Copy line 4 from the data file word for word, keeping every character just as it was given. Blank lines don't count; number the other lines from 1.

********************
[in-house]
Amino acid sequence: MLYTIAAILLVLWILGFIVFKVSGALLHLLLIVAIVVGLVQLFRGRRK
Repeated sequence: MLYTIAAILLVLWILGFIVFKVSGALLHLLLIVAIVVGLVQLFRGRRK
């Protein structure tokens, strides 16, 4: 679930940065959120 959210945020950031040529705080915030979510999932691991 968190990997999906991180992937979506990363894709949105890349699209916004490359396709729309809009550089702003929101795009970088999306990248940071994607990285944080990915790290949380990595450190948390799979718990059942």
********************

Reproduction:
């Protein structure tokens, strides 16, 4: 679930940065959120 959210945020950031040529705080915030979510999932691991 968190990997999906991180992937979506990363894709949105890349699209916004490359396709729309809009550089702003929101795009970088999306990248940071994607990285944080990915790290949380990595450190948390799979718990059942």